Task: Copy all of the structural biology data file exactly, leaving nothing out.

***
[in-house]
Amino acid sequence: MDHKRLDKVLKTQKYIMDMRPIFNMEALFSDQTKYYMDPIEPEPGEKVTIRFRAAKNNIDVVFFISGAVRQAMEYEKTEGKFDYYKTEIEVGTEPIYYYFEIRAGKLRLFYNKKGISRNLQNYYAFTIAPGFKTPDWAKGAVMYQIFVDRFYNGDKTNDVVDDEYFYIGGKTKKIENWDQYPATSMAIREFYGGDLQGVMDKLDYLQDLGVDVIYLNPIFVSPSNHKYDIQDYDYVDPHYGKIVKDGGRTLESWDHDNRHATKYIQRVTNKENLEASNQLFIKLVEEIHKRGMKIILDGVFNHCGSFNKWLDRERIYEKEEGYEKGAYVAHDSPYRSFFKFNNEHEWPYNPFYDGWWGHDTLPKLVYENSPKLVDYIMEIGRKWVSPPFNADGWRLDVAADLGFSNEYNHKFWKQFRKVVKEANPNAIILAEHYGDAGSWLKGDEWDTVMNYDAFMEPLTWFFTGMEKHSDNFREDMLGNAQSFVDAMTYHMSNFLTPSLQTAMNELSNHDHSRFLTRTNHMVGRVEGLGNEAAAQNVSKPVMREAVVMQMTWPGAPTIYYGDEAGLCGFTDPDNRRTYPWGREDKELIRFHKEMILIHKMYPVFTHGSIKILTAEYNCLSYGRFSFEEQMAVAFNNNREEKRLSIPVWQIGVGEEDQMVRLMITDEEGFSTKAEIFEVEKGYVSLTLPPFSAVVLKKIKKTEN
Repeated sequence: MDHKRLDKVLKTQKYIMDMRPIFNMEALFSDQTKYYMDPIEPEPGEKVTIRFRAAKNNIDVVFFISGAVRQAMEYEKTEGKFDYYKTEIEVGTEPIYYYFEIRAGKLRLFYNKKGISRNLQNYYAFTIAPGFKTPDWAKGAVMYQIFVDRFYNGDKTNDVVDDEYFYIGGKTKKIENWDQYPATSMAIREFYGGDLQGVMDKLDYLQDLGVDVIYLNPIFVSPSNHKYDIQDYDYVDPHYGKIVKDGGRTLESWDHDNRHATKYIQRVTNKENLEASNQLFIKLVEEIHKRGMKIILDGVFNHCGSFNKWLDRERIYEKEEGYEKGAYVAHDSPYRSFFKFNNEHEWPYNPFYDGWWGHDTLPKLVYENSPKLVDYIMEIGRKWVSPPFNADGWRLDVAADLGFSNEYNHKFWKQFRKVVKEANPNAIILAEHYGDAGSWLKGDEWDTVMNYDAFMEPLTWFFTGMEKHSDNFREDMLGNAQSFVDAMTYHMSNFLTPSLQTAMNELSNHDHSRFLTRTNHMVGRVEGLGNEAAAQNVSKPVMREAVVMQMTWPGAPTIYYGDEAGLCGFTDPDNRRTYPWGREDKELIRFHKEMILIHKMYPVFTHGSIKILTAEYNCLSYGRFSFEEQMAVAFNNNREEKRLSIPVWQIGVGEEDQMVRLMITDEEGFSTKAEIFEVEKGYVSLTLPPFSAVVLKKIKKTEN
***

[in-house]
Amino acid sequence: MDHKRLDKVLKTQKYIMDMRPIFNMEALFSDQTKYYMDPIEPEPGEKVTIRFRAAKNNIDVVFFISGAVRQAMEYEKTEGKFDYYKTEIEVGTEPIYYYFEIRAGKLRLFYNKKGISRNLQNYYAFTIAPGFKTPDWAKGAVMYQIFVDRFYNGDKTNDVVDDEYFYIGGKTKKIENWDQYPATSMAIREFYGGDLQGVMDKLDYLQDLGVDVIYLNPIFVSPSNHKYDIQDYDYVDPHYGKIVKDGGRTLESWDHDNRHATKYIQRVTNKENLEASNQLFIKLVEEIHKRGMKIILDGVFNHCGSFNKWLDRERIYEKEEGYEKGAYVAHDSPYRSFFKFNNEHEWPYNPFYDGWWGHDTLPKLVYENSPKLVDYIMEIGRKWVSPPFNADGWRLDVAADLGFSNEYNHKFWKQFRKVVKEANPNAIILAEHYGDAGSWLKGDEWDTVMNYDAFMEPLTWFFTGMEKHSDNFREDMLGNAQSFVDAMTYHMSNFLTPSLQTAMNELSNHDHSRFLTRTNHMVGRVEGLGNEAAAQNVSKPVMREAVVMQMTWPGAPTIYYGDEAGLCGFTDPDNRRTYPWGREDKELIRFHKEMILIHKMYPVFTHGSIKILTAEYNCLSYGRFSFEEQMAVAFNNNREEKRLSIPVWQIGVGEEDQMVRLMITDEEGFSTKAEIFEVEKGYVSLTLPPFSAVVLKKIKKTEN
Repeated sequence: MDHKRLDKVLKTQKYIMDMRPIFNMEALFSDQTKYYMDPIEPEPGEKVTIRFRAAKNNIDVVFFISGAVRQAMEYEKTEGKFDYYKTEIEVGTEPIYYYFEIRAGKLRLFYNKKGISRNLQNYYAFTIAPGFKTPDWAKGAVMYQIFVDRFYNGDKTNDVVDDEYFYIGGKTKKIENWDQYPATSMAIREFYGGDLQGVMDKLDYLQDLGVDVIYLNPIFVSPSNHKYDIQDYDYVDPHYGKIVKDGGRTLESWDHDNRHATKYIQRVTNKENLEASNQLFIKLVEEIHKRGMKIILDGVFNHCGSFNKWLDRERIYEKEEGYEKGAYVAHDSPYRSFFKFNNEHEWPYNPFYDGWWGHDTLPKLVYENSPKLVDYIMEIGRKWVSPPFNADGWRLDVAADLGFSNEYNHKFWKQFRKVVKEANPNAIILAEHYGDAGSWLKGDEWDTVMNYDAFMEPLTWFFTGMEKHSDNFREDMLGNAQSFVDAMTYHMSNFLTPSLQTAMNELSNHDHSRFLTRTNHMVGRVEGLGNEAAAQNVSKPVMREAVVMQMTWPGAPTIYYGDEAGLCGFTDPDNRRTYPWGREDKELIRFHKEMILIHKMYPVFTHGSIKILTAEYNCLSYGRFSFEEQMAVAFNNNREEKRLSIPVWQIGVGEEDQMVRLMITDEEGFSTKAEIFEVEKGYVSLTLPPFSAVVLKKIKKTEN